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Defending life
from conception to natural death


News, 29 October 2004

29 October 2004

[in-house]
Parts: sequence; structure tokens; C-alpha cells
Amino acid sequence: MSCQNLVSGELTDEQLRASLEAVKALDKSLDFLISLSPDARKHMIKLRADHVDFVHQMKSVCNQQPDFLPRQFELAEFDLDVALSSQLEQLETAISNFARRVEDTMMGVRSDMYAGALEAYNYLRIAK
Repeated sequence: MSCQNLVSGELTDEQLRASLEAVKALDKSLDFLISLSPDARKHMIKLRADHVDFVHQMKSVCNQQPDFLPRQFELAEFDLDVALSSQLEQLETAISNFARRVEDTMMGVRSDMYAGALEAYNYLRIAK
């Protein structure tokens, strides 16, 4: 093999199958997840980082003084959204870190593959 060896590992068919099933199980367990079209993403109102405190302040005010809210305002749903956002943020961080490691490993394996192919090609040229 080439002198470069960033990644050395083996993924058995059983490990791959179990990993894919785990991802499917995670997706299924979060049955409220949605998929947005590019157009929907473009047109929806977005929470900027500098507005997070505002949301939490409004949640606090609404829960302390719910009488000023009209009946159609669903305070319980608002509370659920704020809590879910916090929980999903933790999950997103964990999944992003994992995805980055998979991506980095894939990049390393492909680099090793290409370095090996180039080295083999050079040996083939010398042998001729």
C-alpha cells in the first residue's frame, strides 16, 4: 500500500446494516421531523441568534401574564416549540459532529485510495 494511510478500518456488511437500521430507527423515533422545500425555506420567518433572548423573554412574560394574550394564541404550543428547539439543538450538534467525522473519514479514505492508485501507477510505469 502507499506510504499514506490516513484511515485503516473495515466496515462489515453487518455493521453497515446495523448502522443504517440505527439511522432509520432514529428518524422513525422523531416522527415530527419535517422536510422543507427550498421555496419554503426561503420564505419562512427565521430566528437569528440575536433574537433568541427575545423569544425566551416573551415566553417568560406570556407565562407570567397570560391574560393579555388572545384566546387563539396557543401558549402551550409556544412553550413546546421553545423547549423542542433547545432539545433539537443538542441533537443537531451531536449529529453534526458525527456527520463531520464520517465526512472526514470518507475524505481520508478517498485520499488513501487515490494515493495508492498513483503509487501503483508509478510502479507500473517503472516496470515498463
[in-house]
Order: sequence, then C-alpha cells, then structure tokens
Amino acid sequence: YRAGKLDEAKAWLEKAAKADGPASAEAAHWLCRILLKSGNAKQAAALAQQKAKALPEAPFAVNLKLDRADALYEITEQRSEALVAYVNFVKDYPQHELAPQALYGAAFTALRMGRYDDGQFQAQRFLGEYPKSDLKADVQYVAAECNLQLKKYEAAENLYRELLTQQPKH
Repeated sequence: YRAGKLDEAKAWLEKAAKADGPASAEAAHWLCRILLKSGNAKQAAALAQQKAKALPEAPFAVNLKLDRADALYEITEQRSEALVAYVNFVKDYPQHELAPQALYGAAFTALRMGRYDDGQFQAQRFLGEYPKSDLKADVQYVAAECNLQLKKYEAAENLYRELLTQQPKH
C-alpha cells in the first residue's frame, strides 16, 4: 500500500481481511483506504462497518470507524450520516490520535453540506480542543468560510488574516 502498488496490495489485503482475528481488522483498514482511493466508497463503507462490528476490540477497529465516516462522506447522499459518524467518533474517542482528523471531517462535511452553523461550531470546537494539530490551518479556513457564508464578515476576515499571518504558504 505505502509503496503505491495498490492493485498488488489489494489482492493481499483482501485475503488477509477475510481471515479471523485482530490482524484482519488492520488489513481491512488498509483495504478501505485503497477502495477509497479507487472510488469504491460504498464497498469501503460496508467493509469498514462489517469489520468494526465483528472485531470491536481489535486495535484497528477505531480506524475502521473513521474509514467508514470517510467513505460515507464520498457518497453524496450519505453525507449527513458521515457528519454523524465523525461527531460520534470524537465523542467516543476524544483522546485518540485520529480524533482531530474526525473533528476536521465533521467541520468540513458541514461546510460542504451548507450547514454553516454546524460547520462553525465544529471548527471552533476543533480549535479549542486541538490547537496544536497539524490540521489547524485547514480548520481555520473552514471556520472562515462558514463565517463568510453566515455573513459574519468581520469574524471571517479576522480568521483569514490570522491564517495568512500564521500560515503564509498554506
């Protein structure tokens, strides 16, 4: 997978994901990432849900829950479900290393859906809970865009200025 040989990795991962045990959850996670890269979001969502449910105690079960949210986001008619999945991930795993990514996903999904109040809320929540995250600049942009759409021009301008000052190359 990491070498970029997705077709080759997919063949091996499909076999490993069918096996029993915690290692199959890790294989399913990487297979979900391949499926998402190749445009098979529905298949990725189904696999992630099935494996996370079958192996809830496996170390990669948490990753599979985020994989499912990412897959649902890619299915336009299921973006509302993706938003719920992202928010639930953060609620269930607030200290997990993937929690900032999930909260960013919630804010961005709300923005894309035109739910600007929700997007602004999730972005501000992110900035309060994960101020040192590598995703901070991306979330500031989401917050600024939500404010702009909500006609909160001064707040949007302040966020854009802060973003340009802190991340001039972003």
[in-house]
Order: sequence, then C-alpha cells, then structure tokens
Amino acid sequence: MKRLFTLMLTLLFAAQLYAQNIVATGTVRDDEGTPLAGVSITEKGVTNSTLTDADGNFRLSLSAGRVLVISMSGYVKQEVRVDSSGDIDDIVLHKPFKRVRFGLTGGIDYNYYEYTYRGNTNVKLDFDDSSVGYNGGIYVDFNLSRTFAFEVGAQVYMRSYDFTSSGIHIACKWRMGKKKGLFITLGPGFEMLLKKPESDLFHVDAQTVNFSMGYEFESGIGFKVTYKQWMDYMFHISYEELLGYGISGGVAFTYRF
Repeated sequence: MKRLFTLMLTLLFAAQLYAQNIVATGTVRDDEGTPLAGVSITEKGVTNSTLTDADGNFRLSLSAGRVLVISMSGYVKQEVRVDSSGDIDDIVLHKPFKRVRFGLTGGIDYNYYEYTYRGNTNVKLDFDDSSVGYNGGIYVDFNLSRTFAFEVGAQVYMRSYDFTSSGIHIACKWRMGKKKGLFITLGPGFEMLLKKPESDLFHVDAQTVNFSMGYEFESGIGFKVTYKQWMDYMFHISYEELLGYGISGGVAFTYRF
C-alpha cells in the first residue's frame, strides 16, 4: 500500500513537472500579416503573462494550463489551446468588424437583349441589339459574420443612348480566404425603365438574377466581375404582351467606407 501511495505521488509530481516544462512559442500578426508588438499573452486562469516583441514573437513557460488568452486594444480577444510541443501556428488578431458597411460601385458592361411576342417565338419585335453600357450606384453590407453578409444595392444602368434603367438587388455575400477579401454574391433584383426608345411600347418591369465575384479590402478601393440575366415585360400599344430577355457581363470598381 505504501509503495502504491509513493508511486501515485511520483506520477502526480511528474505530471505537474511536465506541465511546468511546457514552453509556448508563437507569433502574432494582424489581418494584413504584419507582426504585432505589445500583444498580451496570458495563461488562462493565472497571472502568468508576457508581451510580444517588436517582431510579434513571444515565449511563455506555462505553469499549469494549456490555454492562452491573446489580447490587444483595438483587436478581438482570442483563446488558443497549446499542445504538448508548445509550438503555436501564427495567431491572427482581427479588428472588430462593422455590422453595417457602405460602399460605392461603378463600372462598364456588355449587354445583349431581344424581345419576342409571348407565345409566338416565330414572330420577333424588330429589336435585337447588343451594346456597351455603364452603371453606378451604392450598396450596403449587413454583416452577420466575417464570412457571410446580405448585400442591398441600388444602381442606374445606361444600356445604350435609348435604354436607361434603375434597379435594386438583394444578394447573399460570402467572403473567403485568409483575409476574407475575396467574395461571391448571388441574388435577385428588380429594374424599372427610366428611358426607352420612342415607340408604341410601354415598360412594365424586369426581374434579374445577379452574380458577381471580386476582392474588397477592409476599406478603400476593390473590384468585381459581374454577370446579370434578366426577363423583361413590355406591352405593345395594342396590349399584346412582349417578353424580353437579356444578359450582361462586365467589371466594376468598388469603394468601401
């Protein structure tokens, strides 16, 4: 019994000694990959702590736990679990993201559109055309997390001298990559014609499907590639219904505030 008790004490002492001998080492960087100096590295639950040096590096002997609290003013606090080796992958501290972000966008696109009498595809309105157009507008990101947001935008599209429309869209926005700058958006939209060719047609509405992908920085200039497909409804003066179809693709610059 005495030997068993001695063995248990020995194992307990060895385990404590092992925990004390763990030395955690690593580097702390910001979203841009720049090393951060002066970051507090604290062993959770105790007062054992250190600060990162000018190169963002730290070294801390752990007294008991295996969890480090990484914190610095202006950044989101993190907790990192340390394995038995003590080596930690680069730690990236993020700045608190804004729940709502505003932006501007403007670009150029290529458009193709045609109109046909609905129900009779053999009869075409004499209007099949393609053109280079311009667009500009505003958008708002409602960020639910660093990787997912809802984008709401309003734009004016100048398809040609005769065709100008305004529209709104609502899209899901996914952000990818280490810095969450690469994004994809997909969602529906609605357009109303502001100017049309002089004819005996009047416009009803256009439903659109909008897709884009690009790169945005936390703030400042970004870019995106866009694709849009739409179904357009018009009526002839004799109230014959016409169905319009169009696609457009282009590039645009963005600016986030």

29 October 2004 The British Medical Association has reiterated its opposition to active euthanasia to a House of Lords select committee on Lord Joffe's Assisted Dying for the Terminally Ill Bill. Dr Michael Wilks, chairman of the BMA's medical ethics committee said: "This legislation would create a different relationship between doctor and patient and, once established, could have unpredictable consequences." He added: "It is difficult to create a law that delivers a right to die without trespassing on the rights of vulnerable people who have not declared a wish to die." However, Dr Wilks said that he personally believed that "some form of assisted death legislation is inevitable." [British Medical Journal, 30 October ] Anthony Ozimic, SPUC political secretary, commented: "Although we welcome the BMA's continuing opposition to 'active' euthanasia, we call upon the BMA to make its position on euthanasia consistent by reversing its support for the Mental Capacity Bill, which will extend the practice of 'passive' euthanasia." Researchers from Michigan State University in East Lansing have found that analysing the umbilical cord blood of newborn babies can predict future risk of allergies and asthma. 1358 children were involved in the study, 20% of whom had allergies by the age of four, 27% by the age of 10. [Reuters, 28 October ] Pope John Paul II has spoken out regarding the crisis over Rocco Buttiglione, the candidate for European Commissioner for Justice. In a meeting with Romano Prodi, the retiring Commission President, the Pope said: "I hope that the difficulties that have surfaced these days regarding the new commission can find a solution of reciprocal respect for all of the positions put forward." [, 29 October ] John Kerry's statements about stem cell research have been questioned by two leading newspapers. Kerry has claimed that President Bush has banned stem cell research, when he has in fact released $190 million in federal funding for adult stem cell research, an area of science that has produced over 140 treatments. The Washington Post also questioned the comments of Kerry's running mate John Edwards, who suggested that a change in policy would allow people in Christopher Reeve's position to walk again. The Washington Post editorial commented: "Stem cells are still an unknown quantity: There is certainly no proof that more research on them will ever help people like Mr Reeve to walk." An article in the New York Times stated: "So far, there has not even been successful treatment in mice, and no specific help for humans is on the horizon." [, 28 October ] Cardinal Ratzinger has described human cloning as 'a more dangerous threat than weapons of mass destruction.' During a debate with Ernesto Galli della Loggia, a professor and writer for Corriere della Sera, Cardinal Ratzinger stated: "Man is capable of producing another man in the laboratory who, therefore, is no longer a gift of God or of nature. He can be fabricated and, just as he can be fabricated, he can be destroyed." [Zenit, 27 October ] Dr Ellie Lee, a pro-abortion campaigner who believes in infanticide has dismissed 4-D ultrasound images of unborn babies as 'damaging.' In a letter to the Guardian newspaper, Dr Lee claimed: "They [scientists] know that a foetus is not sentient, even at late gestational stages, and so cannot smile, laugh, cry or feel pain." [The Guardian, 29 October ] In August 2000, a pro-abortion professor, Vivette Glover suggested that anaesthesia should be used during abortions on unborn babies as early as 17 weeks because 'between 17 and 26 weeks it is increasingly possible that it starts to feel something.' [SPUC News, 29 August ]

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